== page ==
Obama apparently came away with warm feelings for the British royals after his private meeting at Buckingham Palace. “The president remarked to me this morning that her sensibilities sort of reminded him a bit of his grandmother, only with a much bigger house,” Gibbs told NBC’s “Today.”

The house on fire method of crises handling

Put on that fire gear, there are crises to extinguish.

White House spokesman Robert Gibbs, who has compared policy to a multi-legged stool, on Monday offered a lesson in how to douse the flames of the many crises facing the Obama administration.USA-OBAMA/

“Which room are you going to put out first?  Or are you going to call the fire department and ask them to put all of it out?  Or are you going to say, you know what, we love the living room; start over there.  And if you can, get quickly to the kitchen, and next to the den,” Gibbs said.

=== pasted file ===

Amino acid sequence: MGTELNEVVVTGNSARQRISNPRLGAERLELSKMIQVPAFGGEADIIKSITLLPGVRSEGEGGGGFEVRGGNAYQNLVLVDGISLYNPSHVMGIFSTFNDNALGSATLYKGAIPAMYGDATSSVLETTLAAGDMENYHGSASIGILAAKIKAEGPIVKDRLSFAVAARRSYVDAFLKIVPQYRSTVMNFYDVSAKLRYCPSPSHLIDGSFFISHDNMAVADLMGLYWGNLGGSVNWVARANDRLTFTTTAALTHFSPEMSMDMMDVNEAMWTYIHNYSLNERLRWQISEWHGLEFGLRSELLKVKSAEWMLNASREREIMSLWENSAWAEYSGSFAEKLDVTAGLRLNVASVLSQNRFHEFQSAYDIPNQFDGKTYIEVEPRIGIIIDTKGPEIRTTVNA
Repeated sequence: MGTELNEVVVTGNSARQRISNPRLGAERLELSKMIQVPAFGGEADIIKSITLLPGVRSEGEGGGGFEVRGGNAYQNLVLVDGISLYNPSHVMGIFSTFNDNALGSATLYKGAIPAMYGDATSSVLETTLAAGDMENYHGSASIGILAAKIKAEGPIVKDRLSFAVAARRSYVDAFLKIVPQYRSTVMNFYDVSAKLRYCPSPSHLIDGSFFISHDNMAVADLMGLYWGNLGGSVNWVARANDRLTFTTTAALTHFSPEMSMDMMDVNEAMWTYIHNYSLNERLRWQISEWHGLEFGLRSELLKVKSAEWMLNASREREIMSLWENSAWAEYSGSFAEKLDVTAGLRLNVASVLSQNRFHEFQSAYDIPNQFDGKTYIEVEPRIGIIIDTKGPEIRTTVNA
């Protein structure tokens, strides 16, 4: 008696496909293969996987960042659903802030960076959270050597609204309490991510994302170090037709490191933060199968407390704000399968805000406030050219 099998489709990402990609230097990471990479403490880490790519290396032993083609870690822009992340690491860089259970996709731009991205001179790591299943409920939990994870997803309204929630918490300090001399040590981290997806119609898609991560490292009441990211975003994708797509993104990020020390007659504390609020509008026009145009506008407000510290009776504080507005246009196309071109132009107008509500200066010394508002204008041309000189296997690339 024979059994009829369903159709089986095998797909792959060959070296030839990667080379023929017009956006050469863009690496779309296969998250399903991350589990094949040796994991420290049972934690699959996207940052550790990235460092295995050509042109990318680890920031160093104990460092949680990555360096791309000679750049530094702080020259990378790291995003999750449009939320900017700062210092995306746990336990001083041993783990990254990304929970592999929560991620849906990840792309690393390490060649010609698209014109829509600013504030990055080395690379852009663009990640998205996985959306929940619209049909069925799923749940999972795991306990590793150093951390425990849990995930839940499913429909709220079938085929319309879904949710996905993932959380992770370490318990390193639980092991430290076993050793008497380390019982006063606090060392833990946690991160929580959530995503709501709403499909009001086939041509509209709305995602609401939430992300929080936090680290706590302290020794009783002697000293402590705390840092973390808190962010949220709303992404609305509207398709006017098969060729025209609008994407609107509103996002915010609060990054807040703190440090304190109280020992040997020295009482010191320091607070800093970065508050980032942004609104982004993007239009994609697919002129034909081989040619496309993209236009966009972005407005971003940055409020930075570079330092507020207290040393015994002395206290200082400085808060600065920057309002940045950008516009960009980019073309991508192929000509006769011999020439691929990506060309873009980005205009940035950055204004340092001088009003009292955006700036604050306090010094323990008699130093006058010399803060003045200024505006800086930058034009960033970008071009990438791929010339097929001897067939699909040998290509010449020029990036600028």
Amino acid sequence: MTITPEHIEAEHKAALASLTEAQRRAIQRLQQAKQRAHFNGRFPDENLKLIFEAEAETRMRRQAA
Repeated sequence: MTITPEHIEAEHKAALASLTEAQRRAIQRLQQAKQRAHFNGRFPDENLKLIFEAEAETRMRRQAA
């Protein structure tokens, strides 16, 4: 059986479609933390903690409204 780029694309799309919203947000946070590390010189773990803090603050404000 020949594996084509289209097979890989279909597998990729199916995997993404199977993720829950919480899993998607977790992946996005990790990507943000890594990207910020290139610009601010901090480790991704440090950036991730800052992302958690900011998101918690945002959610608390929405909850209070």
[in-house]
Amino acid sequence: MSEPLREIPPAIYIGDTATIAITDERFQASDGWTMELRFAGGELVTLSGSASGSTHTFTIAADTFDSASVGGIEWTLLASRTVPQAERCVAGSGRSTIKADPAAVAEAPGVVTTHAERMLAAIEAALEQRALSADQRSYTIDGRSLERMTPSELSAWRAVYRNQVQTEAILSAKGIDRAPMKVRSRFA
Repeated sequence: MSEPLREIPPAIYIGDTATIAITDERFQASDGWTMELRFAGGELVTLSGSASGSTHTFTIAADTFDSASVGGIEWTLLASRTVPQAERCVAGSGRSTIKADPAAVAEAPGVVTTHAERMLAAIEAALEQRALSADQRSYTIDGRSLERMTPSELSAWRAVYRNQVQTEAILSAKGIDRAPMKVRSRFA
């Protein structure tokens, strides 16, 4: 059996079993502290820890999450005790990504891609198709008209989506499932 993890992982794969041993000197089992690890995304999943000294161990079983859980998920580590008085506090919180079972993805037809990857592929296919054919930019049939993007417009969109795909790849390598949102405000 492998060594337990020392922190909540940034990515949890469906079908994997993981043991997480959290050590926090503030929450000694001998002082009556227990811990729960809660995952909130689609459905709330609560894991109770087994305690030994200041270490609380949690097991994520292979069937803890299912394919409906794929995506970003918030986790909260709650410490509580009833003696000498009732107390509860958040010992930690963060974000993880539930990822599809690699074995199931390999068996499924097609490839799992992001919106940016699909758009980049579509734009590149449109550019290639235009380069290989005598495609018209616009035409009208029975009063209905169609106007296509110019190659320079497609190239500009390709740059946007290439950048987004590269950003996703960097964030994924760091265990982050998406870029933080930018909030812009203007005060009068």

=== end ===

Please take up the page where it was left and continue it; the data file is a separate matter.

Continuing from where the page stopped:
“We could do that. And maybe by the time they get to the kitchen or the den the whole house is in ashes,” he said.

The waste not, want not, method of crisis handling

So, Secretary of State Hillary Clinton created a stir last week by telling Europeans “never waste a good crisis” … which apparently reached the ears of everyone but the White House.

“I did not see Secretary Clinton’s comments,” White House spokesman Robert Gibbs said.

EU-USA/But he went on to describe the “mindset” of the Obama administration as “for far too long, many of the problems that we understand undermine our potential long-term economic growth, whether it’s dealing with our health care crisis, whether it’s our increasing dependence on foreign oil despite president after president after president discussing the dangers.”

The First Draft: Obama heads for the Hill

It’s not an official State of the Union speech, but President Barack Obama’s Tuesday night address to Congress is showing all the signs of a major event. The pre-game show started late Monday, with an extraordinary free-wheeling question-and-answer session at the White House with U.S. senators and members of the House of Representatives. It continued on morning television, where Obama spokesman Robert Gibbs managed to hit ABC, NBC, CBS and CNN.